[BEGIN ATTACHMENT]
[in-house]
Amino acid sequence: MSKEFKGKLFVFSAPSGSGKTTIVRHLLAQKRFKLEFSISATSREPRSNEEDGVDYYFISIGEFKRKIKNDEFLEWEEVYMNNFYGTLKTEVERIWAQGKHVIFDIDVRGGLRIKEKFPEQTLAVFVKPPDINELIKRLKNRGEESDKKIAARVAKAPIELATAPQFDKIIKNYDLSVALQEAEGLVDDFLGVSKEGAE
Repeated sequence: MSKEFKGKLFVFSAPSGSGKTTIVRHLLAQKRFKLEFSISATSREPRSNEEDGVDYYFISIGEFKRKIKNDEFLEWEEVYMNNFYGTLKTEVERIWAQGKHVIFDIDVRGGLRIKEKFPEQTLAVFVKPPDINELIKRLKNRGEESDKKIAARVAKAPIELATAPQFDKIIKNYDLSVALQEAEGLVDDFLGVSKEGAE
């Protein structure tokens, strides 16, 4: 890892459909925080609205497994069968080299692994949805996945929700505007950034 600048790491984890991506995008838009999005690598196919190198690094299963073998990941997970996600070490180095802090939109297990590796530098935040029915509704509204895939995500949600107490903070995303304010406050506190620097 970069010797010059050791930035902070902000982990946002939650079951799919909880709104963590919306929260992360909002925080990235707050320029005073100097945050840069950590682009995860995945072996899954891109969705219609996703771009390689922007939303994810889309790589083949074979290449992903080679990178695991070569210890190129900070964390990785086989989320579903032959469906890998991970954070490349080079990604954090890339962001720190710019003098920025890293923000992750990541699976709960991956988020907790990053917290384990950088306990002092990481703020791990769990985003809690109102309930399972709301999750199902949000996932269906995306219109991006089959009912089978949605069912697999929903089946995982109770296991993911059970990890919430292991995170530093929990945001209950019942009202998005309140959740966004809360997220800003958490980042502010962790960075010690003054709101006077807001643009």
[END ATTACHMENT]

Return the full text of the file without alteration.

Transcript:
[in-house]
Amino acid sequence: MSKEFKGKLFVFSAPSGSGKTTIVRHLLAQKRFKLEFSISATSREPRSNEEDGVDYYFISIGEFKRKIKNDEFLEWEEVYMNNFYGTLKTEVERIWAQGKHVIFDIDVRGGLRIKEKFPEQTLAVFVKPPDINELIKRLKNRGEESDKKIAARVAKAPIELATAPQFDKIIKNYDLSVALQEAEGLVDDFLGVSKEGAE
Repeated sequence: MSKEFKGKLFVFSAPSGSGKTTIVRHLLAQKRFKLEFSISATSREPRSNEEDGVDYYFISIGEFKRKIKNDEFLEWEEVYMNNFYGTLKTEVERIWAQGKHVIFDIDVRGGLRIKEKFPEQTLAVFVKPPDINELIKRLKNRGEESDKKIAARVAKAPIELATAPQFDKIIKNYDLSVALQEAEGLVDDFLGVSKEGAE
């Protein structure tokens, strides 16, 4: 890892459909925080609205497994069968080299692994949805996945929700505007950034 600048790491984890991506995008838009999005690598196919190198690094299963073998990941997970996600070490180095802090939109297990590796530098935040029915509704509204895939995500949600107490903070995303304010406050506190620097 970069010797010059050791930035902070902000982990946002939650079951799919909880709104963590919306929260992360909002925080990235707050320029005073100097945050840069950590682009995860995945072996899954891109969705219609996703771009390689922007939303994810889309790589083949074979290449992903080679990178695991070569210890190129900070964390990785086989989320579903032959469906890998991970954070490349080079990604954090890339962001720190710019003098920025890293923000992750990541699976709960991956988020907790990053917290384990950088306990002092990481703020791990769990985003809690109102309930399972709301999750199902949000996932269906995306219109991006089959009912089978949605069912697999929903089946995982109770296991993911059970990890919430292991995170530093929990945001209950019942009202998005309140959740966004809360997220800003958490980042502010962790960075010690003054709101006077807001643009």